I reached Mastery in PHASE ONE of our Parent Child Interaction Therapy. I was so proud of how far we had come in such a short time. Just two months before we were still having four-hour meltdowns, with no way to calm his storm. My dear friends were encouraging, especially since they had seen the change come over our family. I could still see their eyes glaze over when I tried to explain, though. It’s hard to celebrate the small victories when no one knows the battles you had to fight to get there.
So what the heck is PCIT?!?
Here is where I need to post a disclaimer: I am not in any way a professional, Dr, psychologist, or clinician. This is just an account of my own experience with this type of play based Therapy. We are still in the thick of it, so I’m in no way shape or form an expert. Please do not try any of these techniques without consulting a trained PCIT clinician!
P.C.I.T is the common acronym for Parent Child Interaction Therapy. A play based attachment therapy for challenging children. It’s different from other child therapies in that the parent is the one doing the work with the child. This is not a quick fix. There are no lists of helpful catch phrases that we all have seen and reposted on Facebook. It’s hard work, really hard, and emotionally draining.
It can help every kind of challenging child, from a kid who has oppositional defiance disorder to autism and all the dx’s in between. Not every challenging child has a clinical diagnosis or label, PCIT is for these kids too. PCIT focuses on the behaviors and has been scientifically proven to help these special kids learn self-regulation.
Scholarly articles on PCIT are plentiful click Here to read some of the trials and scientific studies directly from the Journal of Clinical Child and Adolescent Psychology
PCIT starts off with an evaluation. Squishy wouldn’t even leave the waiting room during ours. (Read about that HERE->Our PCIT Journey: The Beginning ) After the evaluation the parents, guardians, & caregivers all sit down with the clinician to go over PHASE ONE. It’s kind of like an orientation. We were encouraged to bring any adult who has an influence on Squishy’s life. That was actually really helpful for us. It gave us a support system, and we were not getting sabotaged at family gatherings. If you have a challenging child, you MAY know what I’m talking about here. Well meaning relatives giving all kinds of advice on how to “control” your child, for instance… It really means a lot to know my family has my back.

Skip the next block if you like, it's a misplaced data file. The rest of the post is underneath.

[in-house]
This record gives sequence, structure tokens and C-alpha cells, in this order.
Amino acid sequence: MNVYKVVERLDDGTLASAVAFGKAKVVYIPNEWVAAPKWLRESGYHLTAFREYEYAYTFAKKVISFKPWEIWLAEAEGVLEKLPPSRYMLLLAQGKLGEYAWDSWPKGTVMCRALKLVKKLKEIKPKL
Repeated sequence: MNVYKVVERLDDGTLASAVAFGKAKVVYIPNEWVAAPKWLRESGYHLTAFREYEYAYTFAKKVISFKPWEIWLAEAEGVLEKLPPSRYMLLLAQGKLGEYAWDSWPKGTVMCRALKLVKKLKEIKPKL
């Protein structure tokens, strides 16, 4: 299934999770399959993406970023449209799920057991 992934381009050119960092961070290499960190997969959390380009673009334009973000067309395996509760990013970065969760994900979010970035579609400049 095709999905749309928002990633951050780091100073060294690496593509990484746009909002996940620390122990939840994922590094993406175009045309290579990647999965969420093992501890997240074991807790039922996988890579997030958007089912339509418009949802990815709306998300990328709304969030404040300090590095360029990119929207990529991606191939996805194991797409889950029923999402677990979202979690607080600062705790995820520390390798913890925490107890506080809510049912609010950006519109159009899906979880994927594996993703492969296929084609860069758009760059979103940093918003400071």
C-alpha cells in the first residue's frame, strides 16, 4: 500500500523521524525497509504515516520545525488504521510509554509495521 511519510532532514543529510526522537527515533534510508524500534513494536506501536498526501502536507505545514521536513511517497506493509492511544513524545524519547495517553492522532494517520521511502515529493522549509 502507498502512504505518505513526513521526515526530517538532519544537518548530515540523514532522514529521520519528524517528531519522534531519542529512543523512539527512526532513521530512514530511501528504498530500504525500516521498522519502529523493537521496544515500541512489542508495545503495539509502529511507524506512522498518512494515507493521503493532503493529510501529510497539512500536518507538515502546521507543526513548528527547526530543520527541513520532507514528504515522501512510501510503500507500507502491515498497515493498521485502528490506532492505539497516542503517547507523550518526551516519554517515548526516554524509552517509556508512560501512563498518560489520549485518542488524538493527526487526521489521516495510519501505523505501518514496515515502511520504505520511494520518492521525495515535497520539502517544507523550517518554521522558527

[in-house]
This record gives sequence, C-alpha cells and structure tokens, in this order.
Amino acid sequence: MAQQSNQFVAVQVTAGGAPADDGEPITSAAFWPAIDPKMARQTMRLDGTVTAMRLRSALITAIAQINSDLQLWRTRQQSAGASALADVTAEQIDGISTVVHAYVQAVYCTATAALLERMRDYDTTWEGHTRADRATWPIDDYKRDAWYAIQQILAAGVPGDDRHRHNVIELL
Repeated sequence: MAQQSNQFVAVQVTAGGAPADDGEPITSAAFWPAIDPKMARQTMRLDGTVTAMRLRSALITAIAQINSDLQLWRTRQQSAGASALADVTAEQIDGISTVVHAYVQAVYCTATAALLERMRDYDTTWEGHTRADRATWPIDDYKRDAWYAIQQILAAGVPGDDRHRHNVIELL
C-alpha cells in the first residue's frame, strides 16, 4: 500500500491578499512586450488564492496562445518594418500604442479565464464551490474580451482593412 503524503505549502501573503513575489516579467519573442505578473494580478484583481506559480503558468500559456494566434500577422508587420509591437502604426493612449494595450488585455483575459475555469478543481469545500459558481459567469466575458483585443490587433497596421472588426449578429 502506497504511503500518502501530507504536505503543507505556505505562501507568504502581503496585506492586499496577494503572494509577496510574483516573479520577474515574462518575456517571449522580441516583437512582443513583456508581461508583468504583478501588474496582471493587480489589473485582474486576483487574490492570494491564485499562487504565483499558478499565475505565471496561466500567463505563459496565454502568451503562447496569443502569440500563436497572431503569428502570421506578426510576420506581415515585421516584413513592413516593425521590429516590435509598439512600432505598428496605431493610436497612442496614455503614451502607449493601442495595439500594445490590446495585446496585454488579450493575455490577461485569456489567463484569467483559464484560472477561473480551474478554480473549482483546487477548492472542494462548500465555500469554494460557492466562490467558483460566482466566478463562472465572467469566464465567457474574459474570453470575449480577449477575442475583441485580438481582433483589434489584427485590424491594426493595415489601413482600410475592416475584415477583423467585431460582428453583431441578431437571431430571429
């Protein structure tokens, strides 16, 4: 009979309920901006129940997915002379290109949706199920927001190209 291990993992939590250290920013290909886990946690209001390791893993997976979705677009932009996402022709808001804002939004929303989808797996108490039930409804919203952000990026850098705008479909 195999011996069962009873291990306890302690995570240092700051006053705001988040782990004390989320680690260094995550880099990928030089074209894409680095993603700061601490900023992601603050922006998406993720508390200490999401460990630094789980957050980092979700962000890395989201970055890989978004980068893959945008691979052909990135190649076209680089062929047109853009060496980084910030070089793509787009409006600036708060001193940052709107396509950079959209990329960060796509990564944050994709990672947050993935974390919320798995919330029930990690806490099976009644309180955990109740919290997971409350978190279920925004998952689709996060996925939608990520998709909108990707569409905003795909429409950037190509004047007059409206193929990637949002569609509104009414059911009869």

PHASE ONE is basically child directed play and focuses on building the relationship. PHASE TWO shifts to more parent directed. (We haven’t started phase two yet, so I will be delving into that in a later post.) The whole session lasts anywhere from six months to a year, I’m told. Our clinician didn’t want to put an exact time frame in our minds, because every child is different.
That PCIT takes into account the special-ness of my son was a big reason we chose this approach for Squishy. His clinician’s exact words were “We want to help him regulate and function in society without loosing his SPARKLE.” Her words play back in my head often when I’m struggling with some of my work. She also made it very clear that what was asked of us would go against our natural instincts, that we would just have to trust her. Boy has that been true.
Once a week we go to therapy and have directed “Special Play Time”, and then our clinician’s assistant comes to our house the next day. It’s all about practice and consistency. In between these guided sessions both my husband and I have Special Play Time with Squishy every day.